Countries affected by rosacea
It has been widely reported that rosacea tends to affect people of north-western European descent and is called the curse of the Celts by some in Britain and Ireland. However, it is considered important in several other countries, including Canada, the United States, and Sweden. In Canada it affects around 1.5 million people and March is Rosacea Awareness Month. This is also the month during which Saint Patrick’s Day celebrations are celebrated and this could indicate a connection between Irish heritage and skin condition. Alcohol is a known trigger for people who are susceptible to rosacea, causing a flushed face or flushed cheeks. The Rosacea Awareness Program (RAP), winner of several Canadian dermatology awards, says’ St. Patrick Celebration can bring about the curse of the Celts. Studies confirm a genetic predisposition to rosacea. Rosacea is also relatively common in the United States, affecting more than 14 million people. Again, it’s significant enough for there to be Rosacea Awareness Month, which is in April. In a 1989 study of 800 office workers in Sweden, the prevalence of rosacea was 10%. Rosacea is said to be one of the most common skin conditions in Ireland and the term “Irish Bosco Cheeks” is not uncommon. Rosy cheeks are caused by mild rosacea; Bosco was an Irish puppet with very red cheeks.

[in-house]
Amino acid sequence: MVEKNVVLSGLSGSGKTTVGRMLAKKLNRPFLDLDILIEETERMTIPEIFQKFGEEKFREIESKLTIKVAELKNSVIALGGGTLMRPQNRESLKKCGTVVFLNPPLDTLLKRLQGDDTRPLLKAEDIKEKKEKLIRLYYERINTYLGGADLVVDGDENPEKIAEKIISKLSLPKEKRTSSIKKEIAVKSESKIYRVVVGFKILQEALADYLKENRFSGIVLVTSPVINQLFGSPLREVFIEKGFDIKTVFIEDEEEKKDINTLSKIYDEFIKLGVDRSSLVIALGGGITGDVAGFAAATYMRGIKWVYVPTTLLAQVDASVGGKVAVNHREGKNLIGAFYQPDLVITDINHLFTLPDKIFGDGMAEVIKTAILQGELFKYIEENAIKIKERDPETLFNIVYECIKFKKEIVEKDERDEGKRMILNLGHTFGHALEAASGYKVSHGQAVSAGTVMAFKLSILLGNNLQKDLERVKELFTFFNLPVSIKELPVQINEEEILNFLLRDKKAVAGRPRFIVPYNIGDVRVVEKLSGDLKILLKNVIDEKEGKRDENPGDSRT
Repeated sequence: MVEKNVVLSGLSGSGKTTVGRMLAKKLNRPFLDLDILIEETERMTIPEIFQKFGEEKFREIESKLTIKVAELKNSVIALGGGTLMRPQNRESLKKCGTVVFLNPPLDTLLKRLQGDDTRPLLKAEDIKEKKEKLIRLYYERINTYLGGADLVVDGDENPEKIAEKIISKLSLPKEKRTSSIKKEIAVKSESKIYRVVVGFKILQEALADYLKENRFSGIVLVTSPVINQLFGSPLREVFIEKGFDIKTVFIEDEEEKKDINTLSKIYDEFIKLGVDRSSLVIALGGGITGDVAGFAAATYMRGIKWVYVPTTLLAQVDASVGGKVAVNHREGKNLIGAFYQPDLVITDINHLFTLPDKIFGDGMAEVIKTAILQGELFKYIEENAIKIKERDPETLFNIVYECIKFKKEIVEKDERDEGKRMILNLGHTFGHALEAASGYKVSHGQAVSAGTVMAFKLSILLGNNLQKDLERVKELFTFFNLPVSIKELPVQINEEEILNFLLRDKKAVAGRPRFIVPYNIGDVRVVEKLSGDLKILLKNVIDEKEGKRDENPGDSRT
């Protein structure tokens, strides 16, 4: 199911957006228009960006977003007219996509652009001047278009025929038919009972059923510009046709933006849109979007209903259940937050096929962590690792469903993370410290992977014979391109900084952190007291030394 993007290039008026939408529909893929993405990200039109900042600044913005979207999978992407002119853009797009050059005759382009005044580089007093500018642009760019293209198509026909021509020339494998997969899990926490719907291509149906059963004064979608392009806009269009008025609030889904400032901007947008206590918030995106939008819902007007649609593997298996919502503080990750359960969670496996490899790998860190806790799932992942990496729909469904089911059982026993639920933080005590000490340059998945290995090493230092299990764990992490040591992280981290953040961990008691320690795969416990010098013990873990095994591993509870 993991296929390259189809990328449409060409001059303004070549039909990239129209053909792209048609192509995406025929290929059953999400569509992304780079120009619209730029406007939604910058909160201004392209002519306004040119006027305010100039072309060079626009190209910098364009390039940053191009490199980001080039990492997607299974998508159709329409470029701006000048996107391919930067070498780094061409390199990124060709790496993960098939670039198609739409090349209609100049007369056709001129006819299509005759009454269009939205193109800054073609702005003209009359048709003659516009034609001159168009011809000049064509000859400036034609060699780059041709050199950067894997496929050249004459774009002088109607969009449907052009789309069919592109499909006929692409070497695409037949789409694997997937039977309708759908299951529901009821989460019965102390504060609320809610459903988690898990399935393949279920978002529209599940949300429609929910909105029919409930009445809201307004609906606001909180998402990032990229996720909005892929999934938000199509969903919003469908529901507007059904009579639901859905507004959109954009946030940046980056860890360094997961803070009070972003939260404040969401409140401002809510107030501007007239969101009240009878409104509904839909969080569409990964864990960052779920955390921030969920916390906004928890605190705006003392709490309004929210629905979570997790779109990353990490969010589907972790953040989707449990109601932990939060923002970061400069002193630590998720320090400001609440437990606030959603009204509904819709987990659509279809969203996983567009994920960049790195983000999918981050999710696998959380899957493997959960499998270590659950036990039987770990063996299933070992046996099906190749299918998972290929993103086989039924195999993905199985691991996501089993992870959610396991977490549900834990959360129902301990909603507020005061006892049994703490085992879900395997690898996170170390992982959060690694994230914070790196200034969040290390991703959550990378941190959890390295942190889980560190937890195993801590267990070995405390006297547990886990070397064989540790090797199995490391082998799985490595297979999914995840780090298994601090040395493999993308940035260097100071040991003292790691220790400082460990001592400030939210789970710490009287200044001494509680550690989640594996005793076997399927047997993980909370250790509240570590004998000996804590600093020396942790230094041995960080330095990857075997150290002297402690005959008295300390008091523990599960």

Analyzing the fragmented statistics.
If it is said to affect more than 14 million people in the US, it can be converted to a “percentage of the population” and it is about 5% of the population. If it affects more than 1.5 million people in Canada, this can also be converted to a percentage figure and it is about 5% of the population. The prevalence in Sweden is reported to be 10% in one study. It is reported that in the UK 1 in 10 people are affected which is 10%. A study in Ireland showed that 14.4% of the 1,000 subjects examined had rosacea. Putting these statistics in a table:
The incidence in Ireland is 44% higher than in the next country in the table and almost three times higher than in countries like the US and Canada.
Evidence of a genetic predisposition.
In the Canadian Rosacea Study, “all respondents indicated that their ancestral communities of origin were South West England or South East Ireland.” Southwest England has close ties to South East Ireland
Does it really affect more women than men?
In a US study, the prevalence rate of rosacea in ‘Caucasian women’ was 16 percent, which is considerably higher than the incidence among men, as only 5% of the population has rosacea. In the Swedish study, the rate was 14% in women and 6% in men. Conclusion: The incidence of rosacea in Ireland is significantly higher than in the rest of the countries included in this study, and it is also established that there is a genetic predisposition. Based on these assumptions, it would appear that the term “curse of the Celts” can be justified.